Sleeping Bags Review
Choosing the Best Sleeping Bag
No matter if you’re spending one night away from your bed or multiple nights on the trail, a good night’s sleep is always important. And it becomes crucial for longer and more grueling adventures. Active Junky testers evaluated 15 sleeping bags from top-quality companies and determined their top 10 best sleeping bags picks.
Extensively tested in winter months, Active Junky took selected bags into the Utah desert, where day-time temperatures reach the high 50s and nighttime temperatures dropped to the low 20s. Add in varying weather conditions from sleet and rain to clear but cold winter nights, and testers found the perfect environment to test out 3-season car-camping and backpacking sleeping bags.
Sleeping Bag Brands Tested:
How to Choose a Sleeping Bag
When selecting the perfect sleeping bag for your activities, asking yourself a couple of questions can help you narrow down on the right bag for your needs:
1. Will you be using this sleeping bag for backpacking, car camping or both?
Are you a hardcore, minimalist backpacker with the need for a lightweight bag specifically for multiple nights on the trail? Or will you be driving up to your camping spot and walking gear a few yards? The difference in intended use should be a large differentiator between the bag you choose.
Car-camping sleeping bags are less expensive, and they offer more room and typically more comfort than you’ll find with a backpacking sleeping bag. But with more room and more comfort comes more weight and more bulk.
Backpacking sleeping bags are more versatile and can be used for both backpacking and car camping, making them a better choice for a variety of activities. Less means more in the case of backpacking bags, as they weigh less and pack smaller but also cost more. But such is the case of most lightweight and durable backpacking gear.
2. Under what conditions will you be using your sleeping bag?
For most conditions, a 3-season sleeping bag is adequate. Most offer comfortable sleeping ratings down to between 10 and 35 degrees. And for warmer conditions, you can simply unzip the sleeping bag for ventilation.
These sleeping bag reviews focus on those 3-season type bags, but for colder conditions, many brands offer winter bags as well, some down to 0-degree sleeping bags.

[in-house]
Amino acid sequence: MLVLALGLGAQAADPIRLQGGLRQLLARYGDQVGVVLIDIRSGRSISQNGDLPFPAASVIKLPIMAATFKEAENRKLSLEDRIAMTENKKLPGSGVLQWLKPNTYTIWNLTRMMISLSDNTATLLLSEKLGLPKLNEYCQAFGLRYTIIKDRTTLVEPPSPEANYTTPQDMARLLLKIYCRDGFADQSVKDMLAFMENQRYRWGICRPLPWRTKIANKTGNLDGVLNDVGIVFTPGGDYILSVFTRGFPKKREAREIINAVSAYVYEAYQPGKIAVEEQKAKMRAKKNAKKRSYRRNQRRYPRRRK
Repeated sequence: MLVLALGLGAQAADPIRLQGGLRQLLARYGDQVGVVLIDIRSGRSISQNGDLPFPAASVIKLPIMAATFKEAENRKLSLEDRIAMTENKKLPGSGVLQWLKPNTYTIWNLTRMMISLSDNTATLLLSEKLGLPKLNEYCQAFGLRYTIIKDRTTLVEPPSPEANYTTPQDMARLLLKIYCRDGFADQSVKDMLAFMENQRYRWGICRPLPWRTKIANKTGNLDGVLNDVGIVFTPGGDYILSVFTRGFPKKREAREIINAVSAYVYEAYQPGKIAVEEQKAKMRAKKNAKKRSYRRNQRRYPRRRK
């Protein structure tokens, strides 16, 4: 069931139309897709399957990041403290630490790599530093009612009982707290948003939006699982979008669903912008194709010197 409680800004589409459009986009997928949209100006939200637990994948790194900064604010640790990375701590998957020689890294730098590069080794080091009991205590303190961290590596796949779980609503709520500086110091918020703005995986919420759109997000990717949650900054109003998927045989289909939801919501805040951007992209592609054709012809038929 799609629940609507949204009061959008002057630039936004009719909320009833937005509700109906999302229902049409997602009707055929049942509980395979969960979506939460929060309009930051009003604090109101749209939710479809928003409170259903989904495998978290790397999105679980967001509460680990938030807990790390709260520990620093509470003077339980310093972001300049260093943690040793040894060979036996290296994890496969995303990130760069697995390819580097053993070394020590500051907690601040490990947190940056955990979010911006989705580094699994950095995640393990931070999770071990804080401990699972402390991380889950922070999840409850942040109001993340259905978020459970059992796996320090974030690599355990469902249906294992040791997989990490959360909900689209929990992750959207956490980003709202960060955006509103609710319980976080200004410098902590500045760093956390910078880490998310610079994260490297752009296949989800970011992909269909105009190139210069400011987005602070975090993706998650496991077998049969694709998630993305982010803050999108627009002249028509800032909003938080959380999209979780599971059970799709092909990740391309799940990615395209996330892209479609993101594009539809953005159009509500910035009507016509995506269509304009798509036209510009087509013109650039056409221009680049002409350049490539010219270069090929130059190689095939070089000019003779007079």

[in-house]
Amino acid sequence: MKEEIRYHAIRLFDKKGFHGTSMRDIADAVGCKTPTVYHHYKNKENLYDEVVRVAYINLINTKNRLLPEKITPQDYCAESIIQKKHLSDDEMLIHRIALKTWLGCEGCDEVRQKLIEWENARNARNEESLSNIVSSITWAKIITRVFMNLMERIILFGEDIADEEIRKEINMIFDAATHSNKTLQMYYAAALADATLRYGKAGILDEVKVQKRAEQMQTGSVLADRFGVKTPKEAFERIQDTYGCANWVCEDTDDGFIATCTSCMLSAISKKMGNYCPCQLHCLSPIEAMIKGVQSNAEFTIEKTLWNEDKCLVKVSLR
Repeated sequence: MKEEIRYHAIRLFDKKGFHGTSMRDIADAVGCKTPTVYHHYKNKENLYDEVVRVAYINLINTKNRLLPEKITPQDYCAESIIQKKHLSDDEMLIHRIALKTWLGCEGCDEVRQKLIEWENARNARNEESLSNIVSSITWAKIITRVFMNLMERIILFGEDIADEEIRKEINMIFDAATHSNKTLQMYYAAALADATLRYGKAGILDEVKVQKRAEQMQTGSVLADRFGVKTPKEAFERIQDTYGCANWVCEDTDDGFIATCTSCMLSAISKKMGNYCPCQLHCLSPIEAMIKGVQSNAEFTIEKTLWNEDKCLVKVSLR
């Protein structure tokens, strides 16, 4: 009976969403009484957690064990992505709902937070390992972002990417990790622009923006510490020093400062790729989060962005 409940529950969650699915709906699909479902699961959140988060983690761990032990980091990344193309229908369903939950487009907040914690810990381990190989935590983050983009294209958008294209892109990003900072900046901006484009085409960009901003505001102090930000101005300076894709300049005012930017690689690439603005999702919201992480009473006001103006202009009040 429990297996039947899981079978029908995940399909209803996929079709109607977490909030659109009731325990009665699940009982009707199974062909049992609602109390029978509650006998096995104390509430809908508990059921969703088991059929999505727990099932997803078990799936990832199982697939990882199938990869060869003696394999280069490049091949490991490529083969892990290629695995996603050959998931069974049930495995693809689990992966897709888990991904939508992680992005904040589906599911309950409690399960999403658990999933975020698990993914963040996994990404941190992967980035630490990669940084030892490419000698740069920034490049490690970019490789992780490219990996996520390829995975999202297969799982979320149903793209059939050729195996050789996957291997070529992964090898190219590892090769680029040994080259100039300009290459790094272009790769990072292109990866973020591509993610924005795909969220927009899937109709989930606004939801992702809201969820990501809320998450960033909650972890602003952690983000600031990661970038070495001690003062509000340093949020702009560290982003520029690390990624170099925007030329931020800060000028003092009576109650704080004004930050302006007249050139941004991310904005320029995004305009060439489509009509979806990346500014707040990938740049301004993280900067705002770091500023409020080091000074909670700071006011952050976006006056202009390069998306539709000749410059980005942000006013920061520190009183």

3. How much do you want to spend? Is this investment gear or casual gear?
You can easily find low-priced sleeping bag, and many of those work for car camping, especially if you can pack in some extra blankets for those colder nights. However, backpackers should consider their sleeping bag investment grade gear, as a high-quality and lightweight bag can cost anywhere from $300 to $500.
Car-camping sleeping bags are typically cheaper than backpacking sleeping bags. For car campers, the Slumberjack Country Squire offers ample room and comfort with at a reasonable price. However, this is not one that you’d want to lug around at nearly 11 lbs.
Versatility and value can be found in the Big Agnes Summit 15, which is comfortable and large enough for car camping but is also light enough to strap onto a backpack for multi-nighters. This Big Agnes sleeping bag’s price tag does more closely resemble that of a backpacking sleeping bag.
Those looking for a budget lightweight backpacking sleeping bag should take a look at the Klymit KSB 20, which is an all-around good bag that won’t break the bank.
Temperature Rating: What Degree Rating Really Means
When you see a number associated with a sleeping bag name, what exactly does that mean? It refers to its temperature rating, but that isn’t necessarily as straightforward as it may appear.
Here’s what you need to know about sleeping bag ratings:
- Most commonly sleeping bags’ ratings use the European Norm (EN) protocol, which is accepted are the majority of the world for its objectivity
- EN ratings are expressed in two ways: EN lower limit, and EN comfort rating
- EN lower limit is specifically for the average man and is the temperature at which most men can keep comfortably warm
- For women, who generally sleep colder, the EN comfort rating expresses the lowest temperature at which women will keep warm in that sleeping bag
Keep in mind that these ratings are based around averages. Some people sleep hotter or colder, so you may need make adjustments, such as wearing extra layers when it’s colder, or sleeping without the hood or with side slightly unzipped if hotter.
Sleeping Bag Fill: Down vs. Synthetic Sleeping Bags
Sleeping bag fill is another consideration when choosing a bag. Typically, you can choose from natural down or synthetic fill, or sometimes a combination of both. Each have pros and cons.
Natural down (goose or duck) is lightweight and durable, and it provides exceptional warmth in cold and dry conditions. However, down is all but worthless if it gets wets. Synthetic fill is quick-drying material that, while heavier, is a good choice in wet or humid conditions.
Many companies, though, are now using hydrophobic treatments on their down fill, essentially making the water resistant. And many sleeping bags themselves are water resistant, further protecting the down, if that is your choice of fill.